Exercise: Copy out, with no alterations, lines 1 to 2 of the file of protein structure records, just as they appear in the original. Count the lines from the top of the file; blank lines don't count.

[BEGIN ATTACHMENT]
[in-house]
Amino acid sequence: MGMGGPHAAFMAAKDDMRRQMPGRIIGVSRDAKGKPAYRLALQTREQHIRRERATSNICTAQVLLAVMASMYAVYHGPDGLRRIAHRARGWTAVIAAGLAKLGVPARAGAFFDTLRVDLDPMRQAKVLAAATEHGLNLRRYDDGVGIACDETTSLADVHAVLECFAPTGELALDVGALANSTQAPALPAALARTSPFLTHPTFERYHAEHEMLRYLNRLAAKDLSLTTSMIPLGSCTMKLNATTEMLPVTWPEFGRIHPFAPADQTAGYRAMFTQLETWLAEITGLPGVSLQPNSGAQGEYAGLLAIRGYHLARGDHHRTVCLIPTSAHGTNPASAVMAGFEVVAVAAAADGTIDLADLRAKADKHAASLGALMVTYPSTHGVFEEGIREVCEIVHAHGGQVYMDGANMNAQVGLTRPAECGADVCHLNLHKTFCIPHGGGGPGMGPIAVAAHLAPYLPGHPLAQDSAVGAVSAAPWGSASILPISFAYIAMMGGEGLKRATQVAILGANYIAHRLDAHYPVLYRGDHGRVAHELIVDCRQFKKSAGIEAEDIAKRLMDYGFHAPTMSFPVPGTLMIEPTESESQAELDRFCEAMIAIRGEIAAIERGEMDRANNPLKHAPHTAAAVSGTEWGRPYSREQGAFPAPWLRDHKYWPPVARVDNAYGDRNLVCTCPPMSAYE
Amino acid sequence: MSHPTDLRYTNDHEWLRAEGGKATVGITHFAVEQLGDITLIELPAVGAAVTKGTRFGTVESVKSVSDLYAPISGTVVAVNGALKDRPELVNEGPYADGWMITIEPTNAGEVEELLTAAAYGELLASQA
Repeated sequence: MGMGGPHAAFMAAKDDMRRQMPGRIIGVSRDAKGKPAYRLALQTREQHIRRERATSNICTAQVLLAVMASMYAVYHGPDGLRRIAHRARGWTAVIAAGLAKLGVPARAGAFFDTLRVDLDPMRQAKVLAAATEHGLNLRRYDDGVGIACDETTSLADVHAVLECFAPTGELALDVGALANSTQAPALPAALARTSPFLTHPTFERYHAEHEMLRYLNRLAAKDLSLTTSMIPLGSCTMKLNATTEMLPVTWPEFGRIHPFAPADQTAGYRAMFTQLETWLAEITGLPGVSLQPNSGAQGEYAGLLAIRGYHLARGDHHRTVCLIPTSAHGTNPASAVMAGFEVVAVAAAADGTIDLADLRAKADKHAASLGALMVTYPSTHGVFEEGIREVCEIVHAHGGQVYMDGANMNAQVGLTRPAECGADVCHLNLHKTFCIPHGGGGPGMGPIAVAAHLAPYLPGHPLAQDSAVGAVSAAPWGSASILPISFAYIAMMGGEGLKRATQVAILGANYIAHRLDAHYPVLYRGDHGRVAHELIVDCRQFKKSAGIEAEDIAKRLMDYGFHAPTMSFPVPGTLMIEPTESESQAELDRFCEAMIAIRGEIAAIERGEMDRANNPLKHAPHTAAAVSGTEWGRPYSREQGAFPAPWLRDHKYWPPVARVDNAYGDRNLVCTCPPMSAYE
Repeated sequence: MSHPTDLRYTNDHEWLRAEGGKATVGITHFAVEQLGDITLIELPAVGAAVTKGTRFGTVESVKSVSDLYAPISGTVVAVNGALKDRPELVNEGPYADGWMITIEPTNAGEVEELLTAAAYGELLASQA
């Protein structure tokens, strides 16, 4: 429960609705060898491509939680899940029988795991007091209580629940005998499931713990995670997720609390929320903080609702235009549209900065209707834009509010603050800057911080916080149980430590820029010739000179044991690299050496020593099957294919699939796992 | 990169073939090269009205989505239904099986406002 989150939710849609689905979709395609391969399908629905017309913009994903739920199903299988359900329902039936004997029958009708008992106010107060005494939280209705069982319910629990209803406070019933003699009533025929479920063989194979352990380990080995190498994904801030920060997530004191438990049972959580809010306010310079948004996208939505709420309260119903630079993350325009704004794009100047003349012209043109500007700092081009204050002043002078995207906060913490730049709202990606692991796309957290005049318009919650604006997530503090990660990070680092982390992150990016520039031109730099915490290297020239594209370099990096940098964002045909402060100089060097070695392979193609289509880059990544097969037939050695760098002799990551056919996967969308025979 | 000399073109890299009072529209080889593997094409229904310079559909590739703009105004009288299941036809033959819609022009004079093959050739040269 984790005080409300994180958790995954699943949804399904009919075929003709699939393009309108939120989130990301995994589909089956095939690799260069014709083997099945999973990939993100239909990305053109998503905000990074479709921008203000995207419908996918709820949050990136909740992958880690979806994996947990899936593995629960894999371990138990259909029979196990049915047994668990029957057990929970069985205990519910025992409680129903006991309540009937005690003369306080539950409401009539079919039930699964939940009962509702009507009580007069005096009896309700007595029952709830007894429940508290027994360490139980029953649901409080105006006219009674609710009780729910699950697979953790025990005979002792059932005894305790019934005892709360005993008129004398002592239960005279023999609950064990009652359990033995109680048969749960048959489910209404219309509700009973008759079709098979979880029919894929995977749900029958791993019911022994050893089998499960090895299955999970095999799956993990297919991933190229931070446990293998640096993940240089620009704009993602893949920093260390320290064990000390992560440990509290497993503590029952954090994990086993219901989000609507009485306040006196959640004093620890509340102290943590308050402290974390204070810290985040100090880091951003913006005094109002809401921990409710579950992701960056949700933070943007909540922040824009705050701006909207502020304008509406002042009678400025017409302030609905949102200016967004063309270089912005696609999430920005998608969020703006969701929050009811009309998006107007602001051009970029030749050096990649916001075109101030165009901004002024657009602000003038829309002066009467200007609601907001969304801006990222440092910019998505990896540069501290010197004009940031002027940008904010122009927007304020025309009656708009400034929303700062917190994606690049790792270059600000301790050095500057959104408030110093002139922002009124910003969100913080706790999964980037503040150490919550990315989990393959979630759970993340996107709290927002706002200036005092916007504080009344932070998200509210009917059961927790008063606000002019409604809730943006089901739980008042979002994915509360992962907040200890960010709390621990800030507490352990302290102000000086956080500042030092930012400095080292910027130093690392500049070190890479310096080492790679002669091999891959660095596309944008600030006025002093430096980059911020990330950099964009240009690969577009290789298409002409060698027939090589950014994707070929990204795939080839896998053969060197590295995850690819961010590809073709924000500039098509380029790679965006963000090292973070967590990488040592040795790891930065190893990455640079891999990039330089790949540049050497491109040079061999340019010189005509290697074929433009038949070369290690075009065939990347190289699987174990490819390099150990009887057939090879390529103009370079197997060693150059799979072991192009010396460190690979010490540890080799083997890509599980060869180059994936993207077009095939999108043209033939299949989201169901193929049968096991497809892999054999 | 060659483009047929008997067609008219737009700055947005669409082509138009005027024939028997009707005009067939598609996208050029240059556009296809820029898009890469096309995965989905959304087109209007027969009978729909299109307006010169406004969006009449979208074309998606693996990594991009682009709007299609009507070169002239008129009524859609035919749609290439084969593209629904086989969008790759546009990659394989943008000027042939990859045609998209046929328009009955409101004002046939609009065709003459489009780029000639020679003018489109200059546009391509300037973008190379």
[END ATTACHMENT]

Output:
[in-house]
Amino acid sequence: MGMGGPHAAFMAAKDDMRRQMPGRIIGVSRDAKGKPAYRLALQTREQHIRRERATSNICTAQVLLAVMASMYAVYHGPDGLRRIAHRARGWTAVIAAGLAKLGVPARAGAFFDTLRVDLDPMRQAKVLAAATEHGLNLRRYDDGVGIACDETTSLADVHAVLECFAPTGELALDVGALANSTQAPALPAALARTSPFLTHPTFERYHAEHEMLRYLNRLAAKDLSLTTSMIPLGSCTMKLNATTEMLPVTWPEFGRIHPFAPADQTAGYRAMFTQLETWLAEITGLPGVSLQPNSGAQGEYAGLLAIRGYHLARGDHHRTVCLIPTSAHGTNPASAVMAGFEVVAVAAAADGTIDLADLRAKADKHAASLGALMVTYPSTHGVFEEGIREVCEIVHAHGGQVYMDGANMNAQVGLTRPAECGADVCHLNLHKTFCIPHGGGGPGMGPIAVAAHLAPYLPGHPLAQDSAVGAVSAAPWGSASILPISFAYIAMMGGEGLKRATQVAILGANYIAHRLDAHYPVLYRGDHGRVAHELIVDCRQFKKSAGIEAEDIAKRLMDYGFHAPTMSFPVPGTLMIEPTESESQAELDRFCEAMIAIRGEIAAIERGEMDRANNPLKHAPHTAAAVSGTEWGRPYSREQGAFPAPWLRDHKYWPPVARVDNAYGDRNLVCTCPPMSAYE